Remember when "sound bites" were all the rage, both in the popularity of their use and in the anger they incited in journalists? Those were the good old days. Today, politicians can use just a single word to evoke an emotional response that sways voters to support them, or to dismiss issues and concerns of their opponents. Is our collective attention span as citizens so short, and our reluctance to do a little homework so great, that we will allow ourselves to be so easily manipulated?
We are all familiar with certain trigger words. "Jobs" for example. We hear someone utter just that word and our gut reaction is "Good. Jobs are good. He/she is going to do something about creating jobs. We need more jobs." It is a word that reduces every other concern to something meaningless and expendable in the interest of creating....jobs. We never ask "how many jobs?" or "how long will those jobs last?" or "will our locally unemployed be qualified to do those jobs?"
The implications of "jobs" means that environmental health, and consumer and labor regulations may need to be sacrificed if you want more jobs. We all understand this by now. That is how powerful a trigger word can be. All of these emotions, issues, and actions can be triggered by just a single word. "Crime" is another. We understand that when a government official or political candidate says they will be tough on crime, it means that we will lose at least a bit of our privacy through surveillance, security checkpoints in public buildings, and data retrieval from our communication devices.
"Taxes" are perceived almost universally as a bad thing, and the word is now almost synonymous with "stealing" from our wages (income tax), purchases (sales tax), home ownership (property taxes), and every other aspect of our lives. Taxpayers have not been properly educated in the collective benefits we receive in exchange for taxes. Public education, parks, roads, public transportation, libraries, museums, zoos, and a host of other public services and facilities could not exist without support from taxes.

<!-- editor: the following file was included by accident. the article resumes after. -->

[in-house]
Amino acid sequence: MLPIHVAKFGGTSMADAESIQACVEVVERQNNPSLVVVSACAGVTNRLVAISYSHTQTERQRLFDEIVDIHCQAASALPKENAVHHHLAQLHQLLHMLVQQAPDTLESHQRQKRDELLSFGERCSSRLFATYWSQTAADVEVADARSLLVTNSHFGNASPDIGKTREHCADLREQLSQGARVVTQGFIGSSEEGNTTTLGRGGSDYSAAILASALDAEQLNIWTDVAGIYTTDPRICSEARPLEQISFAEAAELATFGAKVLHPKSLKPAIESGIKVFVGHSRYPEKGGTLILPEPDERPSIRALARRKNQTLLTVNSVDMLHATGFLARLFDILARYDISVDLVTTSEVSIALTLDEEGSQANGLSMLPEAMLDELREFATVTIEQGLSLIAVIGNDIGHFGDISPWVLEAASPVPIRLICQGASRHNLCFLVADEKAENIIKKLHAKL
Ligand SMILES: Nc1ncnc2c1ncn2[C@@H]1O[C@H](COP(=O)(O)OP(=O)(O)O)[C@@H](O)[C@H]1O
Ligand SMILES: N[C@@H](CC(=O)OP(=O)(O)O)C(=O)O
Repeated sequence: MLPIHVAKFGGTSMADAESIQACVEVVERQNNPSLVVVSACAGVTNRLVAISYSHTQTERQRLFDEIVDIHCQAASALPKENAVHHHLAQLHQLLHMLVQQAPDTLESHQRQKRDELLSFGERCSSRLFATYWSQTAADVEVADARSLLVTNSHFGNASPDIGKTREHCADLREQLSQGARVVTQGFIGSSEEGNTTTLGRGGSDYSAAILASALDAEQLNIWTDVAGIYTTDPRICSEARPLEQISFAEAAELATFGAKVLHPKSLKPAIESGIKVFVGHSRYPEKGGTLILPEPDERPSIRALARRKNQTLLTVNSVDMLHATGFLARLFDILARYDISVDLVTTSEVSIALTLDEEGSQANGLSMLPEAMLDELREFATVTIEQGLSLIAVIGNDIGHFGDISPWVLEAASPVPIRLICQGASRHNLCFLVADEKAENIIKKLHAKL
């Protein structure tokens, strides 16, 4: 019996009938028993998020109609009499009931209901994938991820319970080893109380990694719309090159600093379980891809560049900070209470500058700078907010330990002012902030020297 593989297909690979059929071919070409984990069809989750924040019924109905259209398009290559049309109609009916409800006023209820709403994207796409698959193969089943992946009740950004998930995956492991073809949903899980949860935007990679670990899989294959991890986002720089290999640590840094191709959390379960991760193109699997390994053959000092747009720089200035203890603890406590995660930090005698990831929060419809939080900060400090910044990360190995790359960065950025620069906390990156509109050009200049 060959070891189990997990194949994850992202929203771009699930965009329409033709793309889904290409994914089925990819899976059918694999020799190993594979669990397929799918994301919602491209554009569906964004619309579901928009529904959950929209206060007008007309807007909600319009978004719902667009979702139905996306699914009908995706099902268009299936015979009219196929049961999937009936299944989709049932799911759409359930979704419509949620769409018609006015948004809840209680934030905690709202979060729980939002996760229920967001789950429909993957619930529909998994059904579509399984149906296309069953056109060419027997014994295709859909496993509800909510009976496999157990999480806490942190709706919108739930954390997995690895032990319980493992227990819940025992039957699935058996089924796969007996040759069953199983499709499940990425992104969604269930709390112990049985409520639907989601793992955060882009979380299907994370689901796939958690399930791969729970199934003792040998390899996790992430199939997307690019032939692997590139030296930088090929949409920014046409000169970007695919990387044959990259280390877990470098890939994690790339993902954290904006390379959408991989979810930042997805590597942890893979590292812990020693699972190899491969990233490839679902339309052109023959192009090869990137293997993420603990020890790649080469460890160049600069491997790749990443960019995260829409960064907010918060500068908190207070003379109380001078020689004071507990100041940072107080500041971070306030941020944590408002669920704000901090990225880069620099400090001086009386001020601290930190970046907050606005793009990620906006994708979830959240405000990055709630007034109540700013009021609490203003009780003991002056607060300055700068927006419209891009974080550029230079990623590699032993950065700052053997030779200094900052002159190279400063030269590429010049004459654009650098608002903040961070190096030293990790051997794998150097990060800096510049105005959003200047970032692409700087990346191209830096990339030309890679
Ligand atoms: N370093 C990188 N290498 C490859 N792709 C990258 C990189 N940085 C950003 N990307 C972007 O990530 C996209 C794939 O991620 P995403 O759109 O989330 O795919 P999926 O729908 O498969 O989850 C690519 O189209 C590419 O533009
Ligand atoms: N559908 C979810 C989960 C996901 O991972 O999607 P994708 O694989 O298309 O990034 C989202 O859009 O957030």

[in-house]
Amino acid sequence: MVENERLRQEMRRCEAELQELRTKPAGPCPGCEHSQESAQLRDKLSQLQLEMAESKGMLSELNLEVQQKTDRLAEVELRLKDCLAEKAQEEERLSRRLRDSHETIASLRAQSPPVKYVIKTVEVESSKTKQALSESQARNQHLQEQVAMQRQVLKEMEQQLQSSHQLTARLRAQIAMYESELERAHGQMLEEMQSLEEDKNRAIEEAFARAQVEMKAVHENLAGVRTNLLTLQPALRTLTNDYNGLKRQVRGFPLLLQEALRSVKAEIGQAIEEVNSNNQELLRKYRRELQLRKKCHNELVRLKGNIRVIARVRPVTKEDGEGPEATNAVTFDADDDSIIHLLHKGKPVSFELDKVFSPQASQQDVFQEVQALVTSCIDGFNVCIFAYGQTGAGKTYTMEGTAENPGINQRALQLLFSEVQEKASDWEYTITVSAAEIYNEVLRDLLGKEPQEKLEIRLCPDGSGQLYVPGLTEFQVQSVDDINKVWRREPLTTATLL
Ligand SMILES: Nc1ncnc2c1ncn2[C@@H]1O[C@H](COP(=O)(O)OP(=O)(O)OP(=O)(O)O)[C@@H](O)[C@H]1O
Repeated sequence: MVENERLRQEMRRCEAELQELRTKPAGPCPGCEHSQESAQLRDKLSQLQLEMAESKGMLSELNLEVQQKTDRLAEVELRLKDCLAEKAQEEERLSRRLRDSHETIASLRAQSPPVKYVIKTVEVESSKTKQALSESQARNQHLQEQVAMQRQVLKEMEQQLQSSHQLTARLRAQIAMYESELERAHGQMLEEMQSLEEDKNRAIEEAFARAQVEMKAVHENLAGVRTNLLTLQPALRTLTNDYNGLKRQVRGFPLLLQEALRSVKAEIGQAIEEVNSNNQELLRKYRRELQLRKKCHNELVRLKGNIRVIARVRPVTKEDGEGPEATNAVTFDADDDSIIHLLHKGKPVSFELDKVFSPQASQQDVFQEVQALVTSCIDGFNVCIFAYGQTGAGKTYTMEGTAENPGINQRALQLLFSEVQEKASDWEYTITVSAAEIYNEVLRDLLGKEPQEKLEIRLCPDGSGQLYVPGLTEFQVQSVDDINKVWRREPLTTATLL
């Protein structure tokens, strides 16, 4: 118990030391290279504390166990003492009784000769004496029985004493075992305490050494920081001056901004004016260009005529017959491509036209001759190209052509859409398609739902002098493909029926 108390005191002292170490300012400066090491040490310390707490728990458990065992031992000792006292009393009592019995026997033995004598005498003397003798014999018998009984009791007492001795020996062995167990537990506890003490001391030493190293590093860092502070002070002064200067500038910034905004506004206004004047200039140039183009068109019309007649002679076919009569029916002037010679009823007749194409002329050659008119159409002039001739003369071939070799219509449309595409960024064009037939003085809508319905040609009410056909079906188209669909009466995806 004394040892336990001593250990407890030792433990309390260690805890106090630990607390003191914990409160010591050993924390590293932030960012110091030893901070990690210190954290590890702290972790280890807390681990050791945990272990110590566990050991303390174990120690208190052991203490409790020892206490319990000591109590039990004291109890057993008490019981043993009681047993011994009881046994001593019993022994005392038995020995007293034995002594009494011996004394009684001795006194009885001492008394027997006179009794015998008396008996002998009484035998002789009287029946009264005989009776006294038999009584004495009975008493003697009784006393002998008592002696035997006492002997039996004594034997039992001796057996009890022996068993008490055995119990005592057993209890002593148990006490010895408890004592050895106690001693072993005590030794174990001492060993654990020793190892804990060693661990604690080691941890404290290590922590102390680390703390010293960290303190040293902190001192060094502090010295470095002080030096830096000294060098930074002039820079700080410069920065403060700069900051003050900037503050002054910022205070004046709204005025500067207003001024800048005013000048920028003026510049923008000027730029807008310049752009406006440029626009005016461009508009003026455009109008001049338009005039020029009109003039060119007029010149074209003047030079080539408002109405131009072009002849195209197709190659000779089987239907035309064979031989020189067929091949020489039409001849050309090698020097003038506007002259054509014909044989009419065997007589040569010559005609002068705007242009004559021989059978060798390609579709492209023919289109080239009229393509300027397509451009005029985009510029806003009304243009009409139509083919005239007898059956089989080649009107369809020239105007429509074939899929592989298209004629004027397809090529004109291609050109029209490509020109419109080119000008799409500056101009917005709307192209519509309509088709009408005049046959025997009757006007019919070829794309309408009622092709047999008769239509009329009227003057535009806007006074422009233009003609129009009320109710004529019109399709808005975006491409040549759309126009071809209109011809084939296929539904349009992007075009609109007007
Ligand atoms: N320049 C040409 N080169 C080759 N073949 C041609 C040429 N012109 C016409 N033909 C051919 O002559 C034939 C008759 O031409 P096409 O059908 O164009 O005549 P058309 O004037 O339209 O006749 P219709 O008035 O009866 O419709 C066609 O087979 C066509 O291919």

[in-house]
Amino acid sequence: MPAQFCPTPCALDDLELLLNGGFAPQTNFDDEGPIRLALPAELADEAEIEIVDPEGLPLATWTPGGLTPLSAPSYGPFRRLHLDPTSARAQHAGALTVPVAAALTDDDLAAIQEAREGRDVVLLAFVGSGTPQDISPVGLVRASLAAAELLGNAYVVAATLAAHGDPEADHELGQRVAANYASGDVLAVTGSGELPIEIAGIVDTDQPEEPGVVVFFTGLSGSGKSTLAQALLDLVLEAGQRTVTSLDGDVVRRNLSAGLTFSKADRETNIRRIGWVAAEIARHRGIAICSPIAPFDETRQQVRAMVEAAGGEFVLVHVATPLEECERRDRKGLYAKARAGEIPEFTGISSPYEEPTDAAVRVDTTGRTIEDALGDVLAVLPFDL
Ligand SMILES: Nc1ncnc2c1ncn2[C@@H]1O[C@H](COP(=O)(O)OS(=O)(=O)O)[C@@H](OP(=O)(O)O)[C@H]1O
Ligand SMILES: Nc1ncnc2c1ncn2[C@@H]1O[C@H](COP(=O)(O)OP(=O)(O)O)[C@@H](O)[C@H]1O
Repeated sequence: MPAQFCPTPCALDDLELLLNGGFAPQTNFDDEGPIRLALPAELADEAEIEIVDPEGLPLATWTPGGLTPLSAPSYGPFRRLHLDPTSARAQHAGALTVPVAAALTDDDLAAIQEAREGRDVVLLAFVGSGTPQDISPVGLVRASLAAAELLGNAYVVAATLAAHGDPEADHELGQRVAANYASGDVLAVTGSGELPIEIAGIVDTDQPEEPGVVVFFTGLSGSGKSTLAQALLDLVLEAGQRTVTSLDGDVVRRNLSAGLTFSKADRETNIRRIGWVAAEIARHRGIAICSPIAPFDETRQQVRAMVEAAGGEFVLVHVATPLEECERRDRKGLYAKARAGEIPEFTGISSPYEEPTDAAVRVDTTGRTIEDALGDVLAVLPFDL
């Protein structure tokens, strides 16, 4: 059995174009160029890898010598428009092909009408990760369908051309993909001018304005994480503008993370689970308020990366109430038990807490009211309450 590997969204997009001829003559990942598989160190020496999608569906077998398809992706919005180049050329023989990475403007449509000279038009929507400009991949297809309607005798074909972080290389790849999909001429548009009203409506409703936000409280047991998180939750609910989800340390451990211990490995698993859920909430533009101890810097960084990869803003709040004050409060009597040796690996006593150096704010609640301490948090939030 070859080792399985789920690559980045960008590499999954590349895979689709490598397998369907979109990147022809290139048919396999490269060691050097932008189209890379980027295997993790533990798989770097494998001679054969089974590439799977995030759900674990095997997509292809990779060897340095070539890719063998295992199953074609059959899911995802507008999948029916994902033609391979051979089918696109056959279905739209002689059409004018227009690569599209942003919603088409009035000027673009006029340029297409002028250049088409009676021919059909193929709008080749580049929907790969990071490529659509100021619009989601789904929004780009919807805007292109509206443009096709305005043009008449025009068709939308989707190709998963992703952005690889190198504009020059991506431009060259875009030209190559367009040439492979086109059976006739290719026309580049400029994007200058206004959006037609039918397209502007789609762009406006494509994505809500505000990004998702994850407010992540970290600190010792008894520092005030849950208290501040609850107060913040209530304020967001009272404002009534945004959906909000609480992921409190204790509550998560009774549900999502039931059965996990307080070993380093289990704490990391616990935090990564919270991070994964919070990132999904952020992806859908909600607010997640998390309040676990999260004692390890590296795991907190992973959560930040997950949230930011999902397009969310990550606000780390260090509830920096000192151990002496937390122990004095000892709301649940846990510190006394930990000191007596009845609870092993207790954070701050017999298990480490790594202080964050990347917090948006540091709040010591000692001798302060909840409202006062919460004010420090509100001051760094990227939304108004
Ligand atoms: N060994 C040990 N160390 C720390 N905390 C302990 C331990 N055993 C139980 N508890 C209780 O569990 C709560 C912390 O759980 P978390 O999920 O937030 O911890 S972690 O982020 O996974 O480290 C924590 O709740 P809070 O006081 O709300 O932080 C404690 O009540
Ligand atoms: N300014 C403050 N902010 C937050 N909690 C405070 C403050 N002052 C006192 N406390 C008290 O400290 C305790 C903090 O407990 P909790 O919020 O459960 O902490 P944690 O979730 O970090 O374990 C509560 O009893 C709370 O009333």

Still, politicians promise "no new taxes" or "tax cuts," meant to spell "relief" and appease those at the lower end of the wage scale. The reality is that most of those cuts are inevitably granted to those individuals and corporations, that are already highly prosperous. Tax law is another tool to redistribute wealth to the wealthy elite, the way it is currently being written and executed. We are so conditioned to think of "tax relief" and "tax cuts" as beneficial to us, that we don't think any more about it, we just react positively even though most of us will not see meaningful changes to our bank account.
I could go on and on just listing more trigger words and phrases like "immigrants" and "Islam" and "pro-choice," "pro-life" and "clean energy" and so forth, but I give my readers credit for being able to recognize the intent with which those words are chosen and used, like so many verbal bullets and bandages to provoke fear and loathing, or calm and soothe in order to create false empathy. Each side of a given issue knows exactly what the other side means when it uses a trigger word. The same word can be interpreted completely differently depending on your party or ideological persuasion; and used as a hostile epithet or a badge of honor.
How do we get over this language barrier? Can we? Honesty. That is the only answer. When my parents were divorcing, back in the 1970s, I remember the phrase "the best interest of the child" being a mantra. In contested divorces, when a parent says that, it really means not only that they believe they are the best parent to have custody, but that the other parent having custody is the worst thing that could happen to the child. Cloaking selfish interests in language that suggests altruism is repugnant and intolerable. We have to start speaking honestly and fearlessly.
Be honest in why you object to a public policy, political viewpoint, or other issue that ignites your emotions. Only when we see each other's real motives are we going to make progress, and take action acceptable to the majority.